¶ 8. The Board denied Allco's motion to reconsider. In doing so, the Board noted that the purpose of the request for proposals was for standard-offer projects that met the annual capacity requirements set forth in 30 V.S.A. § 8005a(c). Because the facilitator's request for proposals and the Board's subsequent order did not invoke the “sufficient benefits” test set forth in 30 V.S.A. § 8005a(d), the Board concluded that Allco's motion for reconsideration was outside the scope of the request for proposals. The Board further noted that Allco could pursue a standard-offer contract outside of the cumulative capacity by following the procedures in the 2013 Board Order. Allco appealed.

¶ 9. On appeal, Allco again focuses on the application of § 8005a(d)(2).4 Allco argues that the Board used the wrong framework for determining whether its proposed projects should be awarded standard-offer contracts as plants outside the cumulative capacity under § 8005a(d)(2). Allco emphasizes § 8005a(d)(2)'s language and claims that the Board's interpretation of this language erroneously limits the “sufficient benefits” test to those energy plants that “mitigate transmission and distribution constraints.” 2013 Board Order at 44. Allco further argues that § 8005a(d)(2) is not limited in this manner and that the language relating to mitigation is illustrative, not exclusive. Based on this interpretation, Allco argues that it was not necessary to prove that its proposed projects mitigate transmission and distribution constraints and that, as a result, the projects should have been awarded standard-offer contracts under § 8005a(d)(2). Thus, according to Allco, the Board should not have held that the plants “were not plants eligible for contracts outside the cap.”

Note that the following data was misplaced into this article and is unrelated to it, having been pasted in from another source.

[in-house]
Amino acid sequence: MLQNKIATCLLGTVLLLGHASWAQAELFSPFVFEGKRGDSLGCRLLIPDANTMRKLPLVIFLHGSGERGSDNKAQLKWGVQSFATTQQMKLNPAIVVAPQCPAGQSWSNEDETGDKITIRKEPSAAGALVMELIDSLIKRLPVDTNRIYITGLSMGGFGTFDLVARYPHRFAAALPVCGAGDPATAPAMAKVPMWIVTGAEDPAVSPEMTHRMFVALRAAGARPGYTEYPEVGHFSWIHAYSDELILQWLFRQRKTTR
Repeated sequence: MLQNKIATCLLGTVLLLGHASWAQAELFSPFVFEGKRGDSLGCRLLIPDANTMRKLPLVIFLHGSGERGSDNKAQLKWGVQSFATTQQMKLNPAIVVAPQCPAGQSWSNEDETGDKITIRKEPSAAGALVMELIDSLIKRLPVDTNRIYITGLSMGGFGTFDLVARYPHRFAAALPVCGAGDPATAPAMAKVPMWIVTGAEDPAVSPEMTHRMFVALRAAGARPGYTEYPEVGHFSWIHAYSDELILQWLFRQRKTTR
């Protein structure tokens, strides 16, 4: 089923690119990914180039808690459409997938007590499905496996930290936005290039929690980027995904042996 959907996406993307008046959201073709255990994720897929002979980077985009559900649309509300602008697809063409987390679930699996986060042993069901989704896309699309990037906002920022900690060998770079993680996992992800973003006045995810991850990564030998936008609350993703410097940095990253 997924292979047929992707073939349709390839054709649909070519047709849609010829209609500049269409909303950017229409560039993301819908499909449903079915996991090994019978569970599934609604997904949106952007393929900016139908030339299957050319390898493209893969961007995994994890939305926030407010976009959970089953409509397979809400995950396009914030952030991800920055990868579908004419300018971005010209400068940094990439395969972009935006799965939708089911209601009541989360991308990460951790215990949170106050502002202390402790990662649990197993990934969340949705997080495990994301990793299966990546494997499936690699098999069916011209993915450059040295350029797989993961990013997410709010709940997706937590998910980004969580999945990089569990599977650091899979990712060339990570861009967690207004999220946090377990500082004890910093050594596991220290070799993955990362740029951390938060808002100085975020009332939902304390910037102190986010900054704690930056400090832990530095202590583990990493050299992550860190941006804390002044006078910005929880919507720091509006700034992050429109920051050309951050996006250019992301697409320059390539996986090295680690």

¶ 10. This was not the Board's holding; instead, the Board awarded five standard-offer contracts pursuant to § 8005a(c). After Allco's motion for reconsideration first raised the applicability of § 8005a(d)(2), the Board denied the motion as outside the scope of the 2016 request for proposals relating to the annual cumulative capacity. Because the Board's process did not involve § 8005a(d)(2) and because Allco failed to properly raise its claims relating to § 8005a(d)(2), we decline to address them on appeal.5 In re Proposed Sale of Vt. Yankee Nuclear Power Station, 2003 VT 53, ¶ 13, 175 Vt. 368, 829 A.2d 1284 (“We decline to address this claim because it was neither raised nor decided below.”).